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    Stronger Warnings Urged on Asthma Drugs

    FDA Panel Recommends Clearer Warning on Risks for Children Using Advair and Serevent
    WebMD Health News
    Reviewed by Louise Chang, MD

    Nov. 28, 2007 -- An advisory panel recommended stronger warnings for a pair of popular asthma drugs Wednesday, saying they should alert doctors and patients that the drugs could increase risks of dangerous side effects in children.

    The two drugs, Serevent and Advair, already carry "black box" warnings that the active ingredient salmeterol may increase the risk of asthma-related death. But experts said Wednesday those warnings don't go far enough to caution that the drugs could pose risks in children.

    "The potential risks in children specifically are not well-addressed, and we would like to see that changed," said Marsha Rappley, MD, chairwoman of the agency's advisory committee on pediatric drugs.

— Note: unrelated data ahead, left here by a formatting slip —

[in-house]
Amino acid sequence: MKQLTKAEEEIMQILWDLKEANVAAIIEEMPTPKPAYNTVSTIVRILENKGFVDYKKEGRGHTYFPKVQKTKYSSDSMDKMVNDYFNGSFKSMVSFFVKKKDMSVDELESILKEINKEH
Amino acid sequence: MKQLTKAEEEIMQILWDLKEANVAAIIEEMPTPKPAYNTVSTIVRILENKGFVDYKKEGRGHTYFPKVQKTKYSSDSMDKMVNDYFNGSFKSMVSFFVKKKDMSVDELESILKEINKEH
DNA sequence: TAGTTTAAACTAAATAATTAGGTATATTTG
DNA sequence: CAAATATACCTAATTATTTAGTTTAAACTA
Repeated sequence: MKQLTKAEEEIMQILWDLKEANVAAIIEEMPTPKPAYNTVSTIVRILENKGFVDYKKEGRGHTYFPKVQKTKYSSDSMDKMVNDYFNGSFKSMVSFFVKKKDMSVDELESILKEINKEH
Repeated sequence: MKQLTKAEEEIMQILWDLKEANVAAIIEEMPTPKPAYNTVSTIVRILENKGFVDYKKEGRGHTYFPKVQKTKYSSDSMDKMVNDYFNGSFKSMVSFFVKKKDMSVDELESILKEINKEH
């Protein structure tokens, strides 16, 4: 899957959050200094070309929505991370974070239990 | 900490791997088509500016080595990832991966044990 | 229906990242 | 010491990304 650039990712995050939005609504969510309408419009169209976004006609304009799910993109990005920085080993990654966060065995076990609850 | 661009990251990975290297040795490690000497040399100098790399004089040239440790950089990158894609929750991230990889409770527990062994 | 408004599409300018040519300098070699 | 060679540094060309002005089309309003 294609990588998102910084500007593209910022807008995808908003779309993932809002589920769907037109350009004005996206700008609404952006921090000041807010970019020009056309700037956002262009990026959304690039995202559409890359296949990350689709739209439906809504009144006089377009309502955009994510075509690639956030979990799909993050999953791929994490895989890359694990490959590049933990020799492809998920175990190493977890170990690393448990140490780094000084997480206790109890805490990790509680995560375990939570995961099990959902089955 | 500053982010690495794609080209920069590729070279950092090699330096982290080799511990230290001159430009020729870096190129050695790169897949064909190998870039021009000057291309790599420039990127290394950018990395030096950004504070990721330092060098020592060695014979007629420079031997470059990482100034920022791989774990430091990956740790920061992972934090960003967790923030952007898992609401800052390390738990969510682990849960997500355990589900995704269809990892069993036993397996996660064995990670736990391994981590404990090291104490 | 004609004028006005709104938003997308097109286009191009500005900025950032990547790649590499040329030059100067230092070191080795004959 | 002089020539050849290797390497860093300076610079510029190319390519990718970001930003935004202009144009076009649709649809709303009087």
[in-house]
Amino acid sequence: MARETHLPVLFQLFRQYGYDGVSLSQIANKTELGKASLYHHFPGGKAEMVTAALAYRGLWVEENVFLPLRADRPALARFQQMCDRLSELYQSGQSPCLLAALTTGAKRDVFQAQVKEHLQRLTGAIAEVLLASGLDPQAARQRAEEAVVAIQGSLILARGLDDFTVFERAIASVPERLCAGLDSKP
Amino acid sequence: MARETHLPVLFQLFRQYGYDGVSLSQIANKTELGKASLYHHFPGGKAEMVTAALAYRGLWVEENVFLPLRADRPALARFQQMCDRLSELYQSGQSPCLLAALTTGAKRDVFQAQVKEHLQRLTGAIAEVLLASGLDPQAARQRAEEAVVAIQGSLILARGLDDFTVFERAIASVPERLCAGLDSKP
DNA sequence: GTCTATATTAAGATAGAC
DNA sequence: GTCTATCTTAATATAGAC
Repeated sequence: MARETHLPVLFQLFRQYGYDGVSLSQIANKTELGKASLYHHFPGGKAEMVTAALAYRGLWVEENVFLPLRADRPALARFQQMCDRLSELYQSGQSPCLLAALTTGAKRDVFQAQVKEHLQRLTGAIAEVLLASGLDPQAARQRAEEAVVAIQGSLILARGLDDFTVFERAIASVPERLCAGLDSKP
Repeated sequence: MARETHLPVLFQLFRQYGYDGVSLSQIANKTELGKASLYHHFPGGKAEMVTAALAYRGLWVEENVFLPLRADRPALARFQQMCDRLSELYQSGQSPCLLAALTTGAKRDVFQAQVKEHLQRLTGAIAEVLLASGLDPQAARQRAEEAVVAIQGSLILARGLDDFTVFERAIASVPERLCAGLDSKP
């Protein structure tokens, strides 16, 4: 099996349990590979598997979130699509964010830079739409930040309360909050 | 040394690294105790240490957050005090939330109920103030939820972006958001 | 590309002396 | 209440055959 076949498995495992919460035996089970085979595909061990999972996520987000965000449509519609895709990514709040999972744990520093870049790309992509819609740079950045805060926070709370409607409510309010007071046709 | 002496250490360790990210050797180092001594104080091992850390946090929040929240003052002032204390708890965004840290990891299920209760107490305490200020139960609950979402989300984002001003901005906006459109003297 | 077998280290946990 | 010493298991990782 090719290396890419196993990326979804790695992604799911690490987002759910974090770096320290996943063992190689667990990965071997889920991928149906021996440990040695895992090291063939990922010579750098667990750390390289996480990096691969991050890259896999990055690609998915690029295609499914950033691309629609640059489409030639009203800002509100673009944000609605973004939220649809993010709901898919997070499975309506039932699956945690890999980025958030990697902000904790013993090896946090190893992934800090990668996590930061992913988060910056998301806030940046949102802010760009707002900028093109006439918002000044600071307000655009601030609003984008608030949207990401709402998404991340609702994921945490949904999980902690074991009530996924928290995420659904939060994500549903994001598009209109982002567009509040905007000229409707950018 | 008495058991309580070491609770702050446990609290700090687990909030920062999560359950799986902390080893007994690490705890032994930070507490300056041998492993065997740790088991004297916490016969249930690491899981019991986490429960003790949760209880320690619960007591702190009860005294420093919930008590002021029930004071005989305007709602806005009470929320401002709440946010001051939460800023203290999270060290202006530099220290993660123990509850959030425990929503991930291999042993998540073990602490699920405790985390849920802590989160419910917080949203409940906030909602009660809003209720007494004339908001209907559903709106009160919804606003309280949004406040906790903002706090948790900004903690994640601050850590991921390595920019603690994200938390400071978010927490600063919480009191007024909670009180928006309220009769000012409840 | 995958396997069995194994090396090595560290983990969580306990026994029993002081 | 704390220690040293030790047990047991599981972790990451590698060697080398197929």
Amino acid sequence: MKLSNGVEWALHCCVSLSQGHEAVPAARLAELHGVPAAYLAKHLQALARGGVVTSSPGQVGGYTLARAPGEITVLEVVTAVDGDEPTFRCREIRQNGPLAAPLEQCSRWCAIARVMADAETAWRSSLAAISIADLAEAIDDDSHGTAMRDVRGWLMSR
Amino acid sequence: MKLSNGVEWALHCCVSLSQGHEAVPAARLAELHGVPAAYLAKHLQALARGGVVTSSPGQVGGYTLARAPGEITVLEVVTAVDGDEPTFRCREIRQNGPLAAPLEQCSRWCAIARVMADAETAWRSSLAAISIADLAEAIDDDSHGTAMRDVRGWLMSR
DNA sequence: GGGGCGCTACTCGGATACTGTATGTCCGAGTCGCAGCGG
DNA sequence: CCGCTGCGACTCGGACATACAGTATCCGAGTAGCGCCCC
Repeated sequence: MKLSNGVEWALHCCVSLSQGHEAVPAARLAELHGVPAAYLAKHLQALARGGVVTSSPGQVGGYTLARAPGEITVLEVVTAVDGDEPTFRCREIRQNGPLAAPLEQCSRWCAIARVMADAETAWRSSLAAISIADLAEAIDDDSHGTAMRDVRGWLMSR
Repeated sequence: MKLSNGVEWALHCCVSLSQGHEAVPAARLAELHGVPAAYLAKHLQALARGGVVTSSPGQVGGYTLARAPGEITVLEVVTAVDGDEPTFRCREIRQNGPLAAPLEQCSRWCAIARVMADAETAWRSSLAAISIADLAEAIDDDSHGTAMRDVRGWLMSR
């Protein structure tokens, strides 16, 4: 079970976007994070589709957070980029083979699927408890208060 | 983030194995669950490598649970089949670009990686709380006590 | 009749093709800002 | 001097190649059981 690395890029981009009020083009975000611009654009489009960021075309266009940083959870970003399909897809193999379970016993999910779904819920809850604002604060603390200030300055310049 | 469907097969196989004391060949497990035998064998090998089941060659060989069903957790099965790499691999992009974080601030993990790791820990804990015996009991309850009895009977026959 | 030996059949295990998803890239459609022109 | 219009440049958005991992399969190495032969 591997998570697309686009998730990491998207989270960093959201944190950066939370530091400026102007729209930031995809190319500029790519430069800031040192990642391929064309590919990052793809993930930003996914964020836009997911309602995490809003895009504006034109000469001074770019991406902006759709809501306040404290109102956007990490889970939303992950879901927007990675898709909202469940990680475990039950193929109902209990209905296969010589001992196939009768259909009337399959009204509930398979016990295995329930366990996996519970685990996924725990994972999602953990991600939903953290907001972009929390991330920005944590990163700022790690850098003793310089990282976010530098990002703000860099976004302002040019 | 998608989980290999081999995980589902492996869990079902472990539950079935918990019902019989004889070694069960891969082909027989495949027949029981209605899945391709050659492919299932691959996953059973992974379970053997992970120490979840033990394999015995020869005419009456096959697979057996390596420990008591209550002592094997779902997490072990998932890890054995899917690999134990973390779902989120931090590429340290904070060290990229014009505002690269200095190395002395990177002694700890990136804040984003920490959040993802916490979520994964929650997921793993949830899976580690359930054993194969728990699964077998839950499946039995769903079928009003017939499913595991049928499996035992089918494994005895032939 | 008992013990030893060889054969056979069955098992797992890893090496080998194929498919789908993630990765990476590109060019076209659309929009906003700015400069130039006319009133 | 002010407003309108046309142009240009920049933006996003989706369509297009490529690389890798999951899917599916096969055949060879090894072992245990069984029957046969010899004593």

Additional Scrutiny

    Agency officials previously told the committee that they are considering beefing up safety warnings for the drugs. The agency also says it is beginning to probe whether the two drugs are safe enough for use as childhood asthma treatments.

    "We conclude that salmeterol may have an unfavorable risk-benefit ratio in the treatment of pediatric asthma. We recommend a more thoroughgoing, formal risk-benefit analysis," agency safety officers told the panel in a written brief.

    Salmeterol works by relaxing the smooth muscle of the airways, making it easier for patients to breathe.

    But a study of 26,000 patients published last year showed patients over 12 years old taking the drug are more likely to die from asthma-related causes as patients taking a placebo. Respiratory-related deaths or life-threatening events were four times as likely among African-Americans taking salmeterol vs. placebo.

    Asthma Study Halted

    Early results caused the study to be halted in 2003 and led to new warnings for salmeterol-containing drugs. FDA officials presented data Wednesday estimating that the drug may lead to one extra death for every 700 patients who use it for a year.

    GlaxoSmithKline, which makes both drugs, said that estimate was inflated. Company scientists said more than 10,000 patients per year would die of asthma if the estimate were accurate. They also presented data that children taking the drug had no increased risk of death but were twice as likely as those taking placebo to be hospitalized.

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